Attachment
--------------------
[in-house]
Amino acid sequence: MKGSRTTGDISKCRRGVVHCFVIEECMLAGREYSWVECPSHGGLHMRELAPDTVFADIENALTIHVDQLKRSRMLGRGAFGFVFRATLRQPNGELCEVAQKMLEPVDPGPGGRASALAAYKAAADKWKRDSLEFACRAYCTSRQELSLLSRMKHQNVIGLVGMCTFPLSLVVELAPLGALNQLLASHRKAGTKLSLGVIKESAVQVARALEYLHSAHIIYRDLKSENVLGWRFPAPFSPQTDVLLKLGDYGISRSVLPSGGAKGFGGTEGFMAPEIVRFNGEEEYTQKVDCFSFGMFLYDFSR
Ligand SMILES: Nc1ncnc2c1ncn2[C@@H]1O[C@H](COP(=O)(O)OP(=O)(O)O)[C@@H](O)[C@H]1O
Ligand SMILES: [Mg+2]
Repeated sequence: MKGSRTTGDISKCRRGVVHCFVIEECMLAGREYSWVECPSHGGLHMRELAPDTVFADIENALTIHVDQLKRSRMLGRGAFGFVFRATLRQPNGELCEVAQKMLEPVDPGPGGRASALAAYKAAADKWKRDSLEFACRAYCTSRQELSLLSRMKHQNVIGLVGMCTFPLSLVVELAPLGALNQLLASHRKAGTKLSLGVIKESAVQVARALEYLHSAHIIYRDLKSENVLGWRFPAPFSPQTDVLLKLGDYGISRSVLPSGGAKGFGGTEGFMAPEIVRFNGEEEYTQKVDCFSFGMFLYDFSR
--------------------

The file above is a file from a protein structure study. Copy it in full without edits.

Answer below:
[in-house]
Amino acid sequence: MKGSRTTGDISKCRRGVVHCFVIEECMLAGREYSWVECPSHGGLHMRELAPDTVFADIENALTIHVDQLKRSRMLGRGAFGFVFRATLRQPNGELCEVAQKMLEPVDPGPGGRASALAAYKAAADKWKRDSLEFACRAYCTSRQELSLLSRMKHQNVIGLVGMCTFPLSLVVELAPLGALNQLLASHRKAGTKLSLGVIKESAVQVARALEYLHSAHIIYRDLKSENVLGWRFPAPFSPQTDVLLKLGDYGISRSVLPSGGAKGFGGTEGFMAPEIVRFNGEEEYTQKVDCFSFGMFLYDFSR
Ligand SMILES: Nc1ncnc2c1ncn2[C@@H]1O[C@H](COP(=O)(O)OP(=O)(O)O)[C@@H](O)[C@H]1O
Ligand SMILES: [Mg+2]
Repeated sequence: MKGSRTTGDISKCRRGVVHCFVIEECMLAGREYSWVECPSHGGLHMRELAPDTVFADIENALTIHVDQLKRSRMLGRGAFGFVFRATLRQPNGELCEVAQKMLEPVDPGPGGRASALAAYKAAADKWKRDSLEFACRAYCTSRQELSLLSRMKHQNVIGLVGMCTFPLSLVVELAPLGALNQLLASHRKAGTKLSLGVIKESAVQVARALEYLHSAHIIYRDLKSENVLGWRFPAPFSPQTDVLLKLGDYGISRSVLPSGGAKGFGGTEGFMAPEIVRFNGEEEYTQKVDCFSFGMFLYDFSR